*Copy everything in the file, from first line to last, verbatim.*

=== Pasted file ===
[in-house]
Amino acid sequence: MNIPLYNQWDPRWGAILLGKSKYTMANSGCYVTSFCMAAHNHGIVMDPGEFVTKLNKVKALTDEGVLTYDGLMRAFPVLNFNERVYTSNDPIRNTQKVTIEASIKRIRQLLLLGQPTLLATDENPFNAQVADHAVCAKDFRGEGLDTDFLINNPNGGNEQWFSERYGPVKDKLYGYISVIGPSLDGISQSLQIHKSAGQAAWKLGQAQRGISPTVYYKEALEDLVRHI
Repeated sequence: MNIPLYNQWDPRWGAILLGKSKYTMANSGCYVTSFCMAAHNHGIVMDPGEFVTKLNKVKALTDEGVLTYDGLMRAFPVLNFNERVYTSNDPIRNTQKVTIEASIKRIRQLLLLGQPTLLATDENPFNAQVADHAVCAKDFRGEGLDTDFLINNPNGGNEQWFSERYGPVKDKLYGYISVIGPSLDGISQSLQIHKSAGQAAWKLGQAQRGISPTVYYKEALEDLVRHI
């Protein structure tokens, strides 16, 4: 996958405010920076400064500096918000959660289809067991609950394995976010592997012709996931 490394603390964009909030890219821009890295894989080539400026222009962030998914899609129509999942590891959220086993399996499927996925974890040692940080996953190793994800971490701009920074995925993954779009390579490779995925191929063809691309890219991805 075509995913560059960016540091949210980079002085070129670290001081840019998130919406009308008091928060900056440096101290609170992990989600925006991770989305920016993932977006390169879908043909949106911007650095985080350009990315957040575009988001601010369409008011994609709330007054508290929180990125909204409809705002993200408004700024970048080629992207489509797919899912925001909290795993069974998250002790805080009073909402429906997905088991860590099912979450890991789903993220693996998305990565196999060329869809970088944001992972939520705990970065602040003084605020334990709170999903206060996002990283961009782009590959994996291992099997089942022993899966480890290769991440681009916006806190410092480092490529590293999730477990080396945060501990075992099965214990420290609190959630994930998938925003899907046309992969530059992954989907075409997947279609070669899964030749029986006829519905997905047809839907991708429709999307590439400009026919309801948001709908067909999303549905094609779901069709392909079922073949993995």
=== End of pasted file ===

[in-house]
Amino acid sequence: MNIPLYNQWDPRWGAILLGKSKYTMANSGCYVTSFCMAAHNHGIVMDPGEFVTKLNKVKALTDEGVLTYDGLMRAFPVLNFNERVYTSNDPIRNTQKVTIEASIKRIRQLLLLGQPTLLATDENPFNAQVADHAVCAKDFRGEGLDTDFLINNPNGGNEQWFSERYGPVKDKLYGYISVIGPSLDGISQSLQIHKSAGQAAWKLGQAQRGISPTVYYKEALEDLVRHI
Repeated sequence: MNIPLYNQWDPRWGAILLGKSKYTMANSGCYVTSFCMAAHNHGIVMDPGEFVTKLNKVKALTDEGVLTYDGLMRAFPVLNFNERVYTSNDPIRNTQKVTIEASIKRIRQLLLLGQPTLLATDENPFNAQVADHAVCAKDFRGEGLDTDFLINNPNGGNEQWFSERYGPVKDKLYGYISVIGPSLDGISQSLQIHKSAGQAAWKLGQAQRGISPTVYYKEALEDLVRHI
């Protein structure tokens, strides 16, 4: 996958405010920076400064500096918000959660289809067991609950394995976010592997012709996931 490394603390964009909030890219821009890295894989080539400026222009962030998914899609129509999942590891959220086993399996499927996925974890040692940080996953190793994800971490701009920074995925993954779009390579490779995925191929063809691309890219991805 075509995913560059960016540091949210980079002085070129670290001081840019998130919406009308008091928060900056440096101290609170992990989600925006991770989305920016993932977006390169879908043909949106911007650095985080350009990315957040575009988001601010369409008011994609709330007054508290929180990125909204409809705002993200408004700024970048080629992207489509797919899912925001909290795993069974998250002790805080009073909402429906997905088991860590099912979450890991789903993220693996998305990565196999060329869809970088944001992972939520705990970065602040003084605020334990709170999903206060996002990283961009782009590959994996291992099997089942022993899966480890290769991440681009916006806190410092480092490529590293999730477990080396945060501990075992099965214990420290609190959630994930998938925003899907046309992969530059992954989907075409997947279609070669899964030749029986006829519905997905047809839907991708429709999307590439400009026919309801948001709908067909999303549905094609779901069709392909079922073949993995």